Monday, April 7, 2008

Keeway Gaaboo .... A Symbol Of Pride For Fighting Sioux

For Immediate Press Release
Monday, April 07, 2008
Grand Forks, ND

Keeway Gaaboo … A Symbol Of Pride For Fighting Sioux

Boo-Zhoo (Hello) In Ojibwe Language

The journey of T.J. Oshie has many twists and turns along the beaten path since 1991.

From 1991-2002, Oshie was a member of the Seattle Jr. Hockey NW Admirals AAA Hockey Club who participated in the Pacific Coast Amateur Hockey Association, based in Vancouver, British Columbia, Canada.

For Oshie, it was a vision of things to come in his young career.

In the summer of 2002, Oshie traveled along with his family to attend the Hockeytown USA Hockey School in Warroad, Minnesota. When he left, he knew the Warroad H.S. Warriors were his destiny.

Prior to his arrival in 2002, Oshie, along with his father, Timothy, brother Taylor and sister, Tawni, each received their Ojibwe names from a spiritual elder named Joseph Big George, from the Buffalo Point Reserve in Canada. The Oshie’ met with Big George in a Pow-Wow a week earlier at the Buffalo Point. They presented him tobacco in his sacred bag located next to his spiritual drum. From there, Big George smoked the tobacco and dreamt of each of their names within a week. Oshie’ cousin, former NHL player, Henry Boucha, gathered family and friends to witness the sacred ceremony of the Oshie’ earning their namesakes in Ojibwe.

The ceremony had spiritual overtones to it as T.J. was given the Ojibwe name, Keeway Gaaboo, meaning in English translation, “Coming Home”. Little did Oshie realize he was following in the footsteps of grandfathers Richard and Buster Oshie, great-great- uncle Max Jones and great-uncle Max Oshie and the proud lineage to the Chief, Na-May-A-Poke, who is T.J.’s great-great-great grandfather. All were born and raised in Warroad, MN, and were hockey legends back in 1930’s and 1940’s. Boucha, a second cousin, later in 1972 became the first of the descendents to reach the National Hockey League.

A couple years later, cousin Gary Sargent became a member of the Los Angeles Kings and later the Minnesota North Stars before his retirement in 1983.

The other members of the Oshie lineage include Kaa-Kaa-Gee-Sick, the medicine man who lived to be 120 years old before his death in 1968; Little Thunder (Boucha’s direct lineage); and Laughing Mary, the only daughter to A-Osh-A-Wash, the original Chief of the Warroad Band of Chippewa Indians from the mid-1800’s.

His grandfather, the late Richard Oshie, had passionately spoke about the Warroad mystique and subsequently interested the younger Oshie with his stories and depictions of one of Minnesota’s most storied hockey programs.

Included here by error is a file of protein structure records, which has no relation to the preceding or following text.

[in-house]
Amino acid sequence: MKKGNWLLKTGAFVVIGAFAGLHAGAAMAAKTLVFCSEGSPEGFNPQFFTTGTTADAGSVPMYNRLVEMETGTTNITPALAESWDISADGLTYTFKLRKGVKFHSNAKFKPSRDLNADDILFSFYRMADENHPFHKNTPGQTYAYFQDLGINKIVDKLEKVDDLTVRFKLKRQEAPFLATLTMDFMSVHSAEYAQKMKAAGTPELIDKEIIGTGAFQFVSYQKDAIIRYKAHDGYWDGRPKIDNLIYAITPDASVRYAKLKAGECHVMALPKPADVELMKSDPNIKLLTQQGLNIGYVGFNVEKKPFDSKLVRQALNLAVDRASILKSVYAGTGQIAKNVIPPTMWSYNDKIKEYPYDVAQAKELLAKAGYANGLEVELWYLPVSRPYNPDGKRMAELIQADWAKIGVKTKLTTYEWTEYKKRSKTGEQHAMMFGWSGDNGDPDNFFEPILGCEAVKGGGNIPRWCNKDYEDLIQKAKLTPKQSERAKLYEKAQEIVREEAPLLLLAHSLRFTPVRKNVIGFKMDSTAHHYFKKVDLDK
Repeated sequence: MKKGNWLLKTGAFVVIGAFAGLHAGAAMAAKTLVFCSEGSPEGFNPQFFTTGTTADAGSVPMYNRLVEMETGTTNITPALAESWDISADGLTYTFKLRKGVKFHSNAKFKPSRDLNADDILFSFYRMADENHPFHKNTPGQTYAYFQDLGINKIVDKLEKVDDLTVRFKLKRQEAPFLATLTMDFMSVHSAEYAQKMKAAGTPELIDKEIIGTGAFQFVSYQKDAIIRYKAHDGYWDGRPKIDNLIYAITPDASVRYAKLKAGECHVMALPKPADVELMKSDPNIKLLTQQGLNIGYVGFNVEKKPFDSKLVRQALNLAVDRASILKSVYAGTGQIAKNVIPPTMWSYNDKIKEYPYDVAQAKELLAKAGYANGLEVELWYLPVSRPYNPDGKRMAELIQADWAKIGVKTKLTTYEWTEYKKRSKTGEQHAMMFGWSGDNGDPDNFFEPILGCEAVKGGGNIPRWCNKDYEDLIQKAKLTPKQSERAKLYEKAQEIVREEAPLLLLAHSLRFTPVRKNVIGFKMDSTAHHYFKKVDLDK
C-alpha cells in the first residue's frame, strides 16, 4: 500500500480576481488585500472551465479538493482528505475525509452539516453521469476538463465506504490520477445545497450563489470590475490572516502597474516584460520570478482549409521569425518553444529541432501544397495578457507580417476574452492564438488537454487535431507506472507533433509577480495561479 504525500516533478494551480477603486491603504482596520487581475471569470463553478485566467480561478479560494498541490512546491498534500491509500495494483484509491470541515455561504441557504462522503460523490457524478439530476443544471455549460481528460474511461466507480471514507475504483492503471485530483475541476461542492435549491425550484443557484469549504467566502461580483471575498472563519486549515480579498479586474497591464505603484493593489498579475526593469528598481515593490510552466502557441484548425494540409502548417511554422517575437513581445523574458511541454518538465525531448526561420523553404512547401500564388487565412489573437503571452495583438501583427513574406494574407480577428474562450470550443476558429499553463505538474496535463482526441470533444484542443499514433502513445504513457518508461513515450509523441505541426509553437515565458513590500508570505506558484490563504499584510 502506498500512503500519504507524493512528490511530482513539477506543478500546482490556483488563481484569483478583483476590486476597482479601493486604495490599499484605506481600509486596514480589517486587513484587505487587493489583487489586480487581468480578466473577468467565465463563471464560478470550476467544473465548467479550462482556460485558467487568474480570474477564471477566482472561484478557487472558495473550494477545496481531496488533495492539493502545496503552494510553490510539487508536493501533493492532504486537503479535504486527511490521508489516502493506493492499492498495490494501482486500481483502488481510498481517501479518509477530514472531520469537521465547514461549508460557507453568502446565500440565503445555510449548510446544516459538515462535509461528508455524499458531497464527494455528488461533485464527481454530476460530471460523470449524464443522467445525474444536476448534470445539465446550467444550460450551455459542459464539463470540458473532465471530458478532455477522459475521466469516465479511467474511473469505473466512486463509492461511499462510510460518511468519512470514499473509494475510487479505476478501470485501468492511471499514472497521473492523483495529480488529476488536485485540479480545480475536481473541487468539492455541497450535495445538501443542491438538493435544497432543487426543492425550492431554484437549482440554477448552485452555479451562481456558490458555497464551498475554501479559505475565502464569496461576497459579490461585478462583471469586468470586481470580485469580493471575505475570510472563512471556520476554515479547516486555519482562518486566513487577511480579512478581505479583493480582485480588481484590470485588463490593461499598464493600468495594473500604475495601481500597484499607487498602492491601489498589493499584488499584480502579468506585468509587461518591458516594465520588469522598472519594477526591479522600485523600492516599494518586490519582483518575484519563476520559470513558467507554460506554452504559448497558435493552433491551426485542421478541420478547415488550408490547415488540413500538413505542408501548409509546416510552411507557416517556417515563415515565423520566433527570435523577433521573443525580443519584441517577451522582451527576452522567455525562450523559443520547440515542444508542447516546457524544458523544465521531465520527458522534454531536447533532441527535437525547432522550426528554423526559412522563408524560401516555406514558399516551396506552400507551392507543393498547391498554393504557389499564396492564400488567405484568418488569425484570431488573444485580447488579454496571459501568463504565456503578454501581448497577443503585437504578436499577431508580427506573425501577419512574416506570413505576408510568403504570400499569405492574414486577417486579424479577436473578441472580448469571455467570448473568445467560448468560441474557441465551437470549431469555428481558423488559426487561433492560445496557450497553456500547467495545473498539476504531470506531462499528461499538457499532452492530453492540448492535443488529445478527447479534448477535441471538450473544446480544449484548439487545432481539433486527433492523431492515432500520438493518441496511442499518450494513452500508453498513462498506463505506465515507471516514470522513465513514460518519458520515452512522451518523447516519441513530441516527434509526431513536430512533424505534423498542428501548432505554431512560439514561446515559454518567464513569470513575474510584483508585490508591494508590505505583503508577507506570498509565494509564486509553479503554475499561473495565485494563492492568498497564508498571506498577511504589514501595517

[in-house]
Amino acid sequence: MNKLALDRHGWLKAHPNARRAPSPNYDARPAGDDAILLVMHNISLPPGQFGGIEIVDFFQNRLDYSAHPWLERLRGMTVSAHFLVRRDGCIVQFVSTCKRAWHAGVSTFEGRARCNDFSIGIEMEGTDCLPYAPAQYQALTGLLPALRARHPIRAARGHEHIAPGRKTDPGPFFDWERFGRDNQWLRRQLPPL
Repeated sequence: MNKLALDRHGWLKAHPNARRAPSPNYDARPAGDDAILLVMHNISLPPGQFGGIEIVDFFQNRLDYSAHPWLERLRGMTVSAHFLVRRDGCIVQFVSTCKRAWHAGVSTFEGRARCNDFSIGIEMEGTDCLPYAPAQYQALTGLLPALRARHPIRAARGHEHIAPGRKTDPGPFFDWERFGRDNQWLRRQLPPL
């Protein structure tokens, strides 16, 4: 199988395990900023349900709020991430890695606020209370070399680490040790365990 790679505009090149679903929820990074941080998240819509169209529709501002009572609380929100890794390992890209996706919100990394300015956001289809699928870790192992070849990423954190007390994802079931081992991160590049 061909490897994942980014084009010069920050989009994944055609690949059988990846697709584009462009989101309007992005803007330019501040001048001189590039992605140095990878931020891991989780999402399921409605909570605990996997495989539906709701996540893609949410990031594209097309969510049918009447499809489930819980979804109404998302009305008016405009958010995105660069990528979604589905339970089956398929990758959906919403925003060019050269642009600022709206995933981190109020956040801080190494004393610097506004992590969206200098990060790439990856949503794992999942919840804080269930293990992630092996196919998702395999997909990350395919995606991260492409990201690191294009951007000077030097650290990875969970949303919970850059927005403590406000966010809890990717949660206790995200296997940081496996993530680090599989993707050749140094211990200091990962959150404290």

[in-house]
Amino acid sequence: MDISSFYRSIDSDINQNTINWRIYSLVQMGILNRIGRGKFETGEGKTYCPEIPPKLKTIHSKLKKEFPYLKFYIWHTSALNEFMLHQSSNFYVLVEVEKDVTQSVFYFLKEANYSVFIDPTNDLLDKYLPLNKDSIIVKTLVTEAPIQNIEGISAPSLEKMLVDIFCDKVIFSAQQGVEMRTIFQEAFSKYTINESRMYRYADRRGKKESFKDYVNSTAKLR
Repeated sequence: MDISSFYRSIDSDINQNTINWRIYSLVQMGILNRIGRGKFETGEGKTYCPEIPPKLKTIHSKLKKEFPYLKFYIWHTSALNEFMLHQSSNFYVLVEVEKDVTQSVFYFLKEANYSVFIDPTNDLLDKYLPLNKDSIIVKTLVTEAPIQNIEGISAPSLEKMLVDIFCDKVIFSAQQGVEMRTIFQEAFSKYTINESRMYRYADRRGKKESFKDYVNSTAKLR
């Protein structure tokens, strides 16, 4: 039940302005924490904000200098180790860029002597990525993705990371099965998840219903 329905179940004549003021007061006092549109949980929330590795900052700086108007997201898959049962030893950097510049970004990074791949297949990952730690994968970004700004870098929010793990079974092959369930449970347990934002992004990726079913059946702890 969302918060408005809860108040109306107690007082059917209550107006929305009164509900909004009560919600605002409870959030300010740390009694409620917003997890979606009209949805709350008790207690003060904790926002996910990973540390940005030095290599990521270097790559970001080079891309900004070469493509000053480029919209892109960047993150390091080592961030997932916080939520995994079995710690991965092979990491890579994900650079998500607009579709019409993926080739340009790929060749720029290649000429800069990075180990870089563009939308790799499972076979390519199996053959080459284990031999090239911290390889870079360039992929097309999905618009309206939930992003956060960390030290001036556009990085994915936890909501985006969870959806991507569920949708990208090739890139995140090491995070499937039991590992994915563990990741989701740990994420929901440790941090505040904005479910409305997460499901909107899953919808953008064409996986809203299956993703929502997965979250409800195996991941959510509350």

After the passing of the elder Oshie in 2001, T.J. visualized Warroad, Minnesota, as being his opportunity of a lifetime to proudly don the Warrior crest on his new jersey. After the two-week camp in Warroad, Oshie ventured back to Washington, to officially prepare him for his next journey in his young hockey career, to play for the Warroad Warriors.

Once there, he made the most of his opportunity leading the fabled Warrior hockey program to three, consecutive Minnesota State High School Hockey Tournaments from 2003-05. In those three seasons, Oshie would capture two, Minnesota Class “A” titles and earn All-Tournament Team honors each season. In the 2005 championship tilt, he set up teammate Aaron Marvin while diving on his stomach for a loose puck just after a face-off. The play was in the second overtime session versus Totino-Grace of Fridley and led to the game winning goal by Marvin. The play personified Oshie’ character, so much, that the St. Louis Blues selected him as their 2005 NHL 1st round draft choice.

Next for the young Oshie was entering the University of North Dakota as a true freshman later that summer and become a member of the Fighting Sioux Hockey Family.

The young Oshie solidified his worth of why he was a St. Louis Blues draftee. And it didn’t take long either. After garnering a goal and assist versus Miami (Ohio) in his first game, he would go on to earn 45 points in the very difficult Western Collegiate Hockey League and secure a spot on the WCHA’s All-Rookie Team.

With the lineage that dates back to the early settler’s era of Minnesota, it’s clear that T.J. Oshie is the symbol of Native America for both the Warroad Warriors and the University of North Dakota Fighting Sioux. Even though the Sioux were opponents to the Chippewa’s around Warroad’s River and the southern shores of Lake-of-the-Woods, the lineage of Oshie’ ancestry remains strong and forthright.

Oshie will take his Fighting Sioux into battle this Thursday, April 10, 2008, with the hopes of capturing a NCAA Men’s Hockey championship. He will be one of twenty-five dedicated young men to proudly wear that coveted Fighting Sioux sweater and battle the likes of Boston College, Michigan and Notre Dame.

And if you listen very closely at the Pepsi Center in Denver, Colorado, the site of the 2008 NCAA Frozen Four Men’s Hockey Championships, this weekend, you might just hear the battle cry’s of Oshie’ proud heritage. Mind you, this time as a member of the Fighting Sioux, and not as a proud Warroad Warrior.

Miigwetch Niigee (Many Thanks My Friends) In Ojibwe Language